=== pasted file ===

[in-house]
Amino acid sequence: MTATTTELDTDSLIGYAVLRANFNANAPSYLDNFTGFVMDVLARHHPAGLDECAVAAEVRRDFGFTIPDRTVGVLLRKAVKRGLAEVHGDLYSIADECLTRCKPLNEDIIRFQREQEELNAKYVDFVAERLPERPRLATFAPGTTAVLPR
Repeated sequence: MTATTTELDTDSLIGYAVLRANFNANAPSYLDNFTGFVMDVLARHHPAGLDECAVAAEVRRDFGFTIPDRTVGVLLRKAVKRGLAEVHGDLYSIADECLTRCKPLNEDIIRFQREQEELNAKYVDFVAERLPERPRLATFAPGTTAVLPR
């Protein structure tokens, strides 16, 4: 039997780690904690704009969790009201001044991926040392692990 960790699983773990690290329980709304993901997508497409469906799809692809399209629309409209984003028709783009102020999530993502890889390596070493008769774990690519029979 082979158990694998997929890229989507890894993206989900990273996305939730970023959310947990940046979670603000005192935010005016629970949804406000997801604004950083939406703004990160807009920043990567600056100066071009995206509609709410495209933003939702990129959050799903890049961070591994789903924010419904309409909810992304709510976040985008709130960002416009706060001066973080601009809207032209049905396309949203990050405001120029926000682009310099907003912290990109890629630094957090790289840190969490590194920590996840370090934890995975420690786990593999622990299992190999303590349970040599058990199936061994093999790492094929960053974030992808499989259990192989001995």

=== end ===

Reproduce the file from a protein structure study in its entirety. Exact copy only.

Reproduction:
[in-house]
Amino acid sequence: MTATTTELDTDSLIGYAVLRANFNANAPSYLDNFTGFVMDVLARHHPAGLDECAVAAEVRRDFGFTIPDRTVGVLLRKAVKRGLAEVHGDLYSIADECLTRCKPLNEDIIRFQREQEELNAKYVDFVAERLPERPRLATFAPGTTAVLPR
Repeated sequence: MTATTTELDTDSLIGYAVLRANFNANAPSYLDNFTGFVMDVLARHHPAGLDECAVAAEVRRDFGFTIPDRTVGVLLRKAVKRGLAEVHGDLYSIADECLTRCKPLNEDIIRFQREQEELNAKYVDFVAERLPERPRLATFAPGTTAVLPR
């Protein structure tokens, strides 16, 4: 039997780690904690704009969790009201001044991926040392692990 960790699983773990690290329980709304993901997508497409469906799809692809399209629309409209984003028709783009102020999530993502890889390596070493008769774990690519029979 082979158990694998997929890229989507890894993206989900990273996305939730970023959310947990940046979670603000005192935010005016629970949804406000997801604004950083939406703004990160807009920043990567600056100066071009995206509609709410495209933003939702990129959050799903890049961070591994789903924010419904309409909810992304709510976040985008709130960002416009706060001066973080601009809207032209049905396309949203990050405001120029926000682009310099907003912290990109890629630094957090790289840190969490590194920590996840370090934890995975420690786990593999622990299992190999303590349970040599058990199936061994093999790492094929960053974030992808499989259990192989001995």